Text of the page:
The Mayors of Los Angeles and Pittsburgh, pleading empty coffers, tried to lease out their systems -- but those plans were resoundingly rejected by city councils, who said long-term leases to manage parking were just a ruse to raise rates.

But is raising rates such a bad idea?  Rachel Weinberger, of the University of Pennsylvania, says  paltry rate hikes in many cities, like Boston, which raised rates a quarter after 25 years, is a mismanagement of an asset that cities can no longer afford.  She says don't privatize the systems -- just use them to collect more money.

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But the Deputy Mayor of Indianapolis, Michael Huber, says the private sector has the capital to make technological improvements that the city can't, and that maybe its not such a bad idea to hire private companies as a buffer.   Hear the full story here, on Marketplace.

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Winter Park Planners Working on Central Florida “Complete Streets”

Friday, April 15, 2011

Supporters of "Complete Streets" say this type of situation could be avoided with regulation changes

(Orlando, Fla. -- Mark Simpson WMFE)

Advocates of the “Complete Streets” movement hope they are on the verge of gaining ground in Central Florida.  Planners at the City of Winter Park, located north of Orlando, say they have drafted a “Complete Streets” resolution for the city.  Mayor Ken Bradley is also supporting the measure which is expected to come up for a vote in about two weeks.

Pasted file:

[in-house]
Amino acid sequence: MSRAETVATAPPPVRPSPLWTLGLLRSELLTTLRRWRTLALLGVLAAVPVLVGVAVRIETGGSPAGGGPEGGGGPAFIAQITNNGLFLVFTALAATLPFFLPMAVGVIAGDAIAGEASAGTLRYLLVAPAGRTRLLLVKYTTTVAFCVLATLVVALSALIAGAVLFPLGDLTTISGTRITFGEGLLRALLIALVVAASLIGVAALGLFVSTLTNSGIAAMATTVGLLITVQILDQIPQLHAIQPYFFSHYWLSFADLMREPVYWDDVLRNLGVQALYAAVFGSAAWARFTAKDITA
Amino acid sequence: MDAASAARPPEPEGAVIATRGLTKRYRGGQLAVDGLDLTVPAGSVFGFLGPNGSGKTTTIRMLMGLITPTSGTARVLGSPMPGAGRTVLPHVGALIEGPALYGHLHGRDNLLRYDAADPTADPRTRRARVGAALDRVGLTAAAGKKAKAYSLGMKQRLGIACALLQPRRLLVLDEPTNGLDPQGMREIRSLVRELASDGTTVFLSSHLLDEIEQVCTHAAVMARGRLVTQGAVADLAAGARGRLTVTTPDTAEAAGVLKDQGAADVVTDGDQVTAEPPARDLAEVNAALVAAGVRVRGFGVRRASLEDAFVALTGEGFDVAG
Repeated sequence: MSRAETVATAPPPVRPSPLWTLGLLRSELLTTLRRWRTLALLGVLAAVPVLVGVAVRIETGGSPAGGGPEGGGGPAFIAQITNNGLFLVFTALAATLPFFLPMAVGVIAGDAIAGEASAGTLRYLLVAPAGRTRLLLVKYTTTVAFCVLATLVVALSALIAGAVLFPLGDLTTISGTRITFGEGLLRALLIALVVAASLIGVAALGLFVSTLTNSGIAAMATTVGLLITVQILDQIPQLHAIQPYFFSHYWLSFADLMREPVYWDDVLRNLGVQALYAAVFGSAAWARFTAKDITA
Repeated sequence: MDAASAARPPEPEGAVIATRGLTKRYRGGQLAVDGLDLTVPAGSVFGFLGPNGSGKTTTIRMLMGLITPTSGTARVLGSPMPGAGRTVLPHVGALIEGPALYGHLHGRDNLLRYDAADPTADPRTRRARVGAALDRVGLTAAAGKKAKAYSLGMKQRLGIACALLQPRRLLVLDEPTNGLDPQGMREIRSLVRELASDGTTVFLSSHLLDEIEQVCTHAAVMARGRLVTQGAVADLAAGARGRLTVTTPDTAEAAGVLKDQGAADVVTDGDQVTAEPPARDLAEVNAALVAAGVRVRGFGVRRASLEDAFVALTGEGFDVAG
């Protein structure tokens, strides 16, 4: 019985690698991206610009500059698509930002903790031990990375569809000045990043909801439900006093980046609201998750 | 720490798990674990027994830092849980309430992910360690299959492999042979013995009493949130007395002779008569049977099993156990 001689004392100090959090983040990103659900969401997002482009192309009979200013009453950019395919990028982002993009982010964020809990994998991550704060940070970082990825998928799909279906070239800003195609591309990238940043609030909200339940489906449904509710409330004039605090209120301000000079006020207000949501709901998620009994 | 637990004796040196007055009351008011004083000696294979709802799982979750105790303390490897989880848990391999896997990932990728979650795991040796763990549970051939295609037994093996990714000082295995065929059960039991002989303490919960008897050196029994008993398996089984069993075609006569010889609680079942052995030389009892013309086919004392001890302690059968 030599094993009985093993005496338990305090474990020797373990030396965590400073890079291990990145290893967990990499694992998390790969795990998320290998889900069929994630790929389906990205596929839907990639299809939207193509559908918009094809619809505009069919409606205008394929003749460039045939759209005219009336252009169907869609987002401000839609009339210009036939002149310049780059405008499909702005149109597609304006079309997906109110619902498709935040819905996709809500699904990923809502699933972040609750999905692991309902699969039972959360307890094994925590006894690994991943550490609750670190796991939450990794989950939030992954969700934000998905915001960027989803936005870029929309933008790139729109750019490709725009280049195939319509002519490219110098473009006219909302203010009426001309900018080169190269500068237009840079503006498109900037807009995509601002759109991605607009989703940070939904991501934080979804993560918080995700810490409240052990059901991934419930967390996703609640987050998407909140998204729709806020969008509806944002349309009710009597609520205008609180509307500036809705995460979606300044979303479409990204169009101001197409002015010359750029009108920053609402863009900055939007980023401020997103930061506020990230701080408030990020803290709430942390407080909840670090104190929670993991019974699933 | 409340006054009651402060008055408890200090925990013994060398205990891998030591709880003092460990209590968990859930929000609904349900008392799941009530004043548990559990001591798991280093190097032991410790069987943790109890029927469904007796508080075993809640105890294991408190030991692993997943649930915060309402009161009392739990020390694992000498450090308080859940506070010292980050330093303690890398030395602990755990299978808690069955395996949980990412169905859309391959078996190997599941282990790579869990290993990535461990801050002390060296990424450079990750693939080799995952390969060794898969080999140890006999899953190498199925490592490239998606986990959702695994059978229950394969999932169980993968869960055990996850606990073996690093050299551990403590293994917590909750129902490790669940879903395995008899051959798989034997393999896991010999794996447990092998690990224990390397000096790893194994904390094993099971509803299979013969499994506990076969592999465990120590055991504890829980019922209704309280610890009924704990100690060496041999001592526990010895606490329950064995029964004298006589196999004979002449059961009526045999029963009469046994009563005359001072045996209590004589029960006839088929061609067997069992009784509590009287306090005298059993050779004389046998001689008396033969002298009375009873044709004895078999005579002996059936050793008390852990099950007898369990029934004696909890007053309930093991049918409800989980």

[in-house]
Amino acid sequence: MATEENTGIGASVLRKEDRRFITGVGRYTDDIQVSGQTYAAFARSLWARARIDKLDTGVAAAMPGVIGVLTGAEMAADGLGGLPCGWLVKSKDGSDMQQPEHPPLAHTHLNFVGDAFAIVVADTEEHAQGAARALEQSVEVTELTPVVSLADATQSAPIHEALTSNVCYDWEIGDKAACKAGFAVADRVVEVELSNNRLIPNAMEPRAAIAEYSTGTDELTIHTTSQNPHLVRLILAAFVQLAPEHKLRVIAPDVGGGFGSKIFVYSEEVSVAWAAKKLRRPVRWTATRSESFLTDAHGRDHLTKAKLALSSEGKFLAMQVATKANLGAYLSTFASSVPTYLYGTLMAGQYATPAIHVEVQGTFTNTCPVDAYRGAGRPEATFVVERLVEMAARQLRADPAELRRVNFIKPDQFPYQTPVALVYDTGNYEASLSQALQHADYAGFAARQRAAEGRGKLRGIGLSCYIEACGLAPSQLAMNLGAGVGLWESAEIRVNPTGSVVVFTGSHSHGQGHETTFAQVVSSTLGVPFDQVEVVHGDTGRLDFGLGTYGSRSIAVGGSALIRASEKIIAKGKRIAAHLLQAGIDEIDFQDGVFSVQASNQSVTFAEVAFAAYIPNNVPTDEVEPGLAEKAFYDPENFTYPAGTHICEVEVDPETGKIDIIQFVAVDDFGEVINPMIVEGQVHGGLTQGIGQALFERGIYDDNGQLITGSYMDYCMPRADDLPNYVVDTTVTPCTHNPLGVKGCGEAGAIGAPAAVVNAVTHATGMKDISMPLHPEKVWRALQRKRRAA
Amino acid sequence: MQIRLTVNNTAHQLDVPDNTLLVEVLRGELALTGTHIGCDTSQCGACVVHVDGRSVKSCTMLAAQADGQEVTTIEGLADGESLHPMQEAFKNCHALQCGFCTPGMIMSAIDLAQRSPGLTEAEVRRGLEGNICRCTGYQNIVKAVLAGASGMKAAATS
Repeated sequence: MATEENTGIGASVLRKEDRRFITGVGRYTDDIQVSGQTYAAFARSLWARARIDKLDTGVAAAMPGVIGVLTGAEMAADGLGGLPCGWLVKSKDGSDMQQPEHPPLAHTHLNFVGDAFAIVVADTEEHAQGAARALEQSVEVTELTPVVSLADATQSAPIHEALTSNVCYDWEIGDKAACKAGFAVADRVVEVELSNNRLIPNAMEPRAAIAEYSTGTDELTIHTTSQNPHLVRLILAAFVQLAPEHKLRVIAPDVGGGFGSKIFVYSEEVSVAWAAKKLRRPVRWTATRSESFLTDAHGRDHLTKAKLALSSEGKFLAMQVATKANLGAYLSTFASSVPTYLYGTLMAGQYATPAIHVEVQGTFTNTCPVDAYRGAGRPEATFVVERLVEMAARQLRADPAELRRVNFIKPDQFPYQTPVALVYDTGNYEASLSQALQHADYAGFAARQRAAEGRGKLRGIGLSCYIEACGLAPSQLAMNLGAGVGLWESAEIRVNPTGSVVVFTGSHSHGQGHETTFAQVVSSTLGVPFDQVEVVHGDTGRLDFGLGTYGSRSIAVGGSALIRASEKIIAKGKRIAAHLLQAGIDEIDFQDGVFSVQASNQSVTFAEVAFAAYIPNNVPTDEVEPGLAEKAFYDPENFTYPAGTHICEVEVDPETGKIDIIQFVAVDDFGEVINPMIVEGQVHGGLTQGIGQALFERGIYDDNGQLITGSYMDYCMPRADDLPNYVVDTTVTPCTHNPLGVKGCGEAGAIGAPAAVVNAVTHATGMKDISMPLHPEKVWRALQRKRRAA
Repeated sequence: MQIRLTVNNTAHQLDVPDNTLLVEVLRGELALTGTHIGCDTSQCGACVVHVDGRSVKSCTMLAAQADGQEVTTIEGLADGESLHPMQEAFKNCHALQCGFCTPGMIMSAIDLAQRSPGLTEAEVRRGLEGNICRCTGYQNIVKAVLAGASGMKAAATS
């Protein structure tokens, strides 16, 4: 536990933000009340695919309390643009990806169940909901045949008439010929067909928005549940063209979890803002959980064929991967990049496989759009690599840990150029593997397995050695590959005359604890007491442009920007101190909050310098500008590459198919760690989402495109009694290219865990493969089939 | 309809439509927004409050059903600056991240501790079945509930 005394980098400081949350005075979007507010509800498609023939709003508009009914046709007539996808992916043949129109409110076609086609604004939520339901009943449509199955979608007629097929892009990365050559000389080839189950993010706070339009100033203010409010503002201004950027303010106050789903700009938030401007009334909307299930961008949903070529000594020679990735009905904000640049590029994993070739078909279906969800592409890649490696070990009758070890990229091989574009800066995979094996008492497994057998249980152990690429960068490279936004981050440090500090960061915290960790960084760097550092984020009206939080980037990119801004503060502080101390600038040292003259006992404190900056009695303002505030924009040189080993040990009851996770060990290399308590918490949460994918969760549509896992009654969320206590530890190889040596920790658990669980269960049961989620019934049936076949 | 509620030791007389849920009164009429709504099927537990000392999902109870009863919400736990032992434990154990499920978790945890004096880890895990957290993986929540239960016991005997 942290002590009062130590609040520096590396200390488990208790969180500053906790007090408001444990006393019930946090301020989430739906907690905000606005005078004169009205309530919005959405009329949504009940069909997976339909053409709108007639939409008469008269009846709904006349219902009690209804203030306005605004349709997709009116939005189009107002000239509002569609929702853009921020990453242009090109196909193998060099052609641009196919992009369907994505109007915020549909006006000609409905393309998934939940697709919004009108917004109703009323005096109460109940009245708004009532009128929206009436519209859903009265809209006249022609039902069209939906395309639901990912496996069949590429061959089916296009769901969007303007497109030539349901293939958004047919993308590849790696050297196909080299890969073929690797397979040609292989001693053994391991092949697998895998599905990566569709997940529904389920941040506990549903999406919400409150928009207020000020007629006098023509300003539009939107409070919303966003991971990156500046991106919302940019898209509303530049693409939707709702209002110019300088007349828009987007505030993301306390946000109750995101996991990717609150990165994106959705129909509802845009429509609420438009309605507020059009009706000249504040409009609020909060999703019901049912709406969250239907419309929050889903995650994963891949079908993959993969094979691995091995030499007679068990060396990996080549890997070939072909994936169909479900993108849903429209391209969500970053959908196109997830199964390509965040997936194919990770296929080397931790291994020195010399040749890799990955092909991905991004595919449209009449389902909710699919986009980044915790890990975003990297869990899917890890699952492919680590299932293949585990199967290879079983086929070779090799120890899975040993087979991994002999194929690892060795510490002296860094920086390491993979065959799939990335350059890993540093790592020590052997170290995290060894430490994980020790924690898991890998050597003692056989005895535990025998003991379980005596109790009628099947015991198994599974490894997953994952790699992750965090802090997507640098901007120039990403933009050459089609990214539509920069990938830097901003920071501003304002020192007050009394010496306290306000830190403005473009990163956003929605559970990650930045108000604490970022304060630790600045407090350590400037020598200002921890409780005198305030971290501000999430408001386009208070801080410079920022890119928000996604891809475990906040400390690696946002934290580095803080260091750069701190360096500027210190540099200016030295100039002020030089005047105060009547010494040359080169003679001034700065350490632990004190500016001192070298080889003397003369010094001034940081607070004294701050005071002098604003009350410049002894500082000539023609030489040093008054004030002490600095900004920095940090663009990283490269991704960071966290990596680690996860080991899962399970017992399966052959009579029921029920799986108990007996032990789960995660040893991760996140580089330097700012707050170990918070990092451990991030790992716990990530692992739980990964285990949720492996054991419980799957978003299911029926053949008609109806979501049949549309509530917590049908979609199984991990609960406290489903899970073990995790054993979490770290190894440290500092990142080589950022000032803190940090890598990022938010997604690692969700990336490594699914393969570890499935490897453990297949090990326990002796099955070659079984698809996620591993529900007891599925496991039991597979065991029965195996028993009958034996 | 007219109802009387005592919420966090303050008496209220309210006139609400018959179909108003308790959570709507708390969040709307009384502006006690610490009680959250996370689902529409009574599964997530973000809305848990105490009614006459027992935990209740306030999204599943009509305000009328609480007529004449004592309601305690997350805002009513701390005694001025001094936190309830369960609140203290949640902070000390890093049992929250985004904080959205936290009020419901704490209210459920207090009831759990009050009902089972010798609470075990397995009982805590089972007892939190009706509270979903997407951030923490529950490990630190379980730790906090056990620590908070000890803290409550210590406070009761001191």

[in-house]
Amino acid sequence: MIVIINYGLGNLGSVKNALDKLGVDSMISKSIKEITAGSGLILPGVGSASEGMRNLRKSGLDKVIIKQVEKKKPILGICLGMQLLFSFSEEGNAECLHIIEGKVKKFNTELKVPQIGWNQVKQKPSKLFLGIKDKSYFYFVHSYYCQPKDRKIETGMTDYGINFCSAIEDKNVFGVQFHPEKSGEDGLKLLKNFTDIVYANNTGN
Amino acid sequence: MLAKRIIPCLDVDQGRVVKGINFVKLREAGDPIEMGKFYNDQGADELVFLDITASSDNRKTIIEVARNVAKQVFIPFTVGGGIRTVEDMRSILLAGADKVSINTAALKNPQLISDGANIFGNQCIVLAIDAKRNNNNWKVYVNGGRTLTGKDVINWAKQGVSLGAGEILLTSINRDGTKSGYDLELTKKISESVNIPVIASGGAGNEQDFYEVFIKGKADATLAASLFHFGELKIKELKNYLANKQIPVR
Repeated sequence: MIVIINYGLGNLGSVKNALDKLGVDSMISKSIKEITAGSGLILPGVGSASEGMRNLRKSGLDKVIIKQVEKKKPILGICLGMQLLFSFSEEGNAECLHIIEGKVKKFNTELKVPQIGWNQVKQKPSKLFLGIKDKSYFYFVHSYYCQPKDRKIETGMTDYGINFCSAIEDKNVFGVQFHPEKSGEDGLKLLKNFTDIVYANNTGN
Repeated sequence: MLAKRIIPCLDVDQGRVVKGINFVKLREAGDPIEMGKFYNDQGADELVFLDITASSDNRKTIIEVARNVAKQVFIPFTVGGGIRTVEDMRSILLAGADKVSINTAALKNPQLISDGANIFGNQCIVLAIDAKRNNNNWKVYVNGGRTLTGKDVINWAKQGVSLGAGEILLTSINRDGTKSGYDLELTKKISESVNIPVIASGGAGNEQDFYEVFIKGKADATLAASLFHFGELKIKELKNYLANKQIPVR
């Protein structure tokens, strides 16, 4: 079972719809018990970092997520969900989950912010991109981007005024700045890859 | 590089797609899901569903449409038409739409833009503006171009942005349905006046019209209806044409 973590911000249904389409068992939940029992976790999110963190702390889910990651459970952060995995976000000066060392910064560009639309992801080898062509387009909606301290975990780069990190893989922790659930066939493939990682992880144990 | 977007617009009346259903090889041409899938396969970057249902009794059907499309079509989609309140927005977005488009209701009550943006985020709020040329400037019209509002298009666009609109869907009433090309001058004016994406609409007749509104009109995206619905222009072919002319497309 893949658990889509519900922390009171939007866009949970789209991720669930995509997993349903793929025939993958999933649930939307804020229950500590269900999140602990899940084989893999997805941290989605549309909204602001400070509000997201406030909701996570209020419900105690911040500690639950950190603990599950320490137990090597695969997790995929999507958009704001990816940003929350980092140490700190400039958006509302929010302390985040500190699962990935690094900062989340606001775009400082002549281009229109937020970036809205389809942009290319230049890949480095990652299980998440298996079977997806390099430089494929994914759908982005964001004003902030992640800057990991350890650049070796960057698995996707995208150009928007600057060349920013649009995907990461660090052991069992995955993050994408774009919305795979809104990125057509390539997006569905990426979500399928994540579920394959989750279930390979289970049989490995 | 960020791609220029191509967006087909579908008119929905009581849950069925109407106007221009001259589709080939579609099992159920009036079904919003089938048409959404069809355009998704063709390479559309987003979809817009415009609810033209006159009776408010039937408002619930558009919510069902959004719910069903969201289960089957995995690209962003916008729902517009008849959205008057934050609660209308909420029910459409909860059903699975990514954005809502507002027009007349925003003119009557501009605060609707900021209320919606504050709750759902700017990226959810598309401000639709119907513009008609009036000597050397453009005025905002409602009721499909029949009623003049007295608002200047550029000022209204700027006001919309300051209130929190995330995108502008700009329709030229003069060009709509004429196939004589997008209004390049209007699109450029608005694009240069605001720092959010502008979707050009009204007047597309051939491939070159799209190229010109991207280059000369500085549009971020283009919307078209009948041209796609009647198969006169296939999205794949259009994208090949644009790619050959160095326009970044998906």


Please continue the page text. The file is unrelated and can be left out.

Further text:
Dan Burden, executive director of the Walkable and Liveable Communities Institute was in Winter Park this week to discuss improvements that could be made to local roads.  He says a complete street is a thoroughfare “where a person can just naturally switch seamlessly from mode to mode”. That means encompassing walking, biking, driving, and even moving big trucks down the road. Burden presented those concepts to Winter Park commissioners while in town.

Listen to Dan Burden explain how "road" psychology impacts driving speeds